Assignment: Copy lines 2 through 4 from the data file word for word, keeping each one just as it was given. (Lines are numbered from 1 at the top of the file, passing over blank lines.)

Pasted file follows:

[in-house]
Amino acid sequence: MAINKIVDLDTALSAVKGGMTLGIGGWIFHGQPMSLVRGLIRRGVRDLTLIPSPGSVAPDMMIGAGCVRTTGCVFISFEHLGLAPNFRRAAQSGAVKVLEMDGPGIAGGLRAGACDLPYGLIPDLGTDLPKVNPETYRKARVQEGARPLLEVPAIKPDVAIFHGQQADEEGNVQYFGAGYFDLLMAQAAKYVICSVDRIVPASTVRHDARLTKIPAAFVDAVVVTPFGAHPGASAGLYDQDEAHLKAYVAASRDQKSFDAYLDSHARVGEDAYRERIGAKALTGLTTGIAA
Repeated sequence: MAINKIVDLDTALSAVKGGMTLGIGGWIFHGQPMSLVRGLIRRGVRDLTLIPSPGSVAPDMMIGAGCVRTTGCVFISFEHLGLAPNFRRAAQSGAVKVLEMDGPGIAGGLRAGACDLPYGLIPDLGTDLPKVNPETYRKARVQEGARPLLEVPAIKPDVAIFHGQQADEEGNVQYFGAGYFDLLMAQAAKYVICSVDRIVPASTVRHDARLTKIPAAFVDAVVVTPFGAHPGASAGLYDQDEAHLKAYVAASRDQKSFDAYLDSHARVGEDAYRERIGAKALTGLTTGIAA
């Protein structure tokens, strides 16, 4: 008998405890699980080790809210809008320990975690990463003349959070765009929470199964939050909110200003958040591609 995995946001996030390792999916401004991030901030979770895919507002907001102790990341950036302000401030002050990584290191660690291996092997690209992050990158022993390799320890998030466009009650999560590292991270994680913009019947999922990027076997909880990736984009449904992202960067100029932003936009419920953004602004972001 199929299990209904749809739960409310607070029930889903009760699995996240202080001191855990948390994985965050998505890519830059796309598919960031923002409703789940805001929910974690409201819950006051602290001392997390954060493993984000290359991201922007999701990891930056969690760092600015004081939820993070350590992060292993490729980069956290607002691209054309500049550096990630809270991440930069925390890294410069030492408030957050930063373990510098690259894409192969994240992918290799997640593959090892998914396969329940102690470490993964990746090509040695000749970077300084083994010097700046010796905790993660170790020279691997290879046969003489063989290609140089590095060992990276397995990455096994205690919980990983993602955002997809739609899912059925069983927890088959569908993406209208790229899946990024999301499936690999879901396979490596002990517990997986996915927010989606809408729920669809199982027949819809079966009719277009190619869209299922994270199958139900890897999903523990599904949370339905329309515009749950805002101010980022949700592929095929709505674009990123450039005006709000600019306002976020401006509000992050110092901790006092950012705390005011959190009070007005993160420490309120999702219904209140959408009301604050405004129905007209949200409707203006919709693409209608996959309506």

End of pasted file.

Amino acid sequence: MAINKIVDLDTALSAVKGGMTLGIGGWIFHGQPMSLVRGLIRRGVRDLTLIPSPGSVAPDMMIGAGCVRTTGCVFISFEHLGLAPNFRRAAQSGAVKVLEMDGPGIAGGLRAGACDLPYGLIPDLGTDLPKVNPETYRKARVQEGARPLLEVPAIKPDVAIFHGQQADEEGNVQYFGAGYFDLLMAQAAKYVICSVDRIVPASTVRHDARLTKIPAAFVDAVVVTPFGAHPGASAGLYDQDEAHLKAYVAASRDQKSFDAYLDSHARVGEDAYRERIGAKALTGLTTGIAA
Repeated sequence: MAINKIVDLDTALSAVKGGMTLGIGGWIFHGQPMSLVRGLIRRGVRDLTLIPSPGSVAPDMMIGAGCVRTTGCVFISFEHLGLAPNFRRAAQSGAVKVLEMDGPGIAGGLRAGACDLPYGLIPDLGTDLPKVNPETYRKARVQEGARPLLEVPAIKPDVAIFHGQQADEEGNVQYFGAGYFDLLMAQAAKYVICSVDRIVPASTVRHDARLTKIPAAFVDAVVVTPFGAHPGASAGLYDQDEAHLKAYVAASRDQKSFDAYLDSHARVGEDAYRERIGAKALTGLTTGIAA
């Protein structure tokens, strides 16, 4: 008998405890699980080790809210809008320990975690990463003349959070765009929470199964939050909110200003958040591609 995995946001996030390792999916401004991030901030979770895919507002907001102790990341950036302000401030002050990584290191660690291996092997690209992050990158022993390799320890998030466009009650999560590292991270994680913009019947999922990027076997909880990736984009449904992202960067100029932003936009419920953004602004972001 199929299990209904749809739960409310607070029930889903009760699995996240202080001191855990948390994985965050998505890519830059796309598919960031923002409703789940805001929910974690409201819950006051602290001392997390954060493993984000290359991201922007999701990891930056969690760092600015004081939820993070350590992060292993490729980069956290607002691209054309500049550096990630809270991440930069925390890294410069030492408030957050930063373990510098690259894409192969994240992918290799997640593959090892998914396969329940102690470490993964990746090509040695000749970077300084083994010097700046010796905790993660170790020279691997290879046969003489063989290609140089590095060992990276397995990455096994205690919980990983993602955002997809739609899912059925069983927890088959569908993406209208790229899946990024999301499936690999879901396979490596002990517990997986996915927010989606809408729920669809199982027949819809079966009719277009190619869209299922994270199958139900890897999903523990599904949370339905329309515009749950805002101010980022949700592929095929709505674009990123450039005006709000600019306002976020401006509000992050110092901790006092950012705390005011959190009070007005993160420490309120999702219904209140959408009301604050405004129905007209949200409707203006919709693409209608996959309506």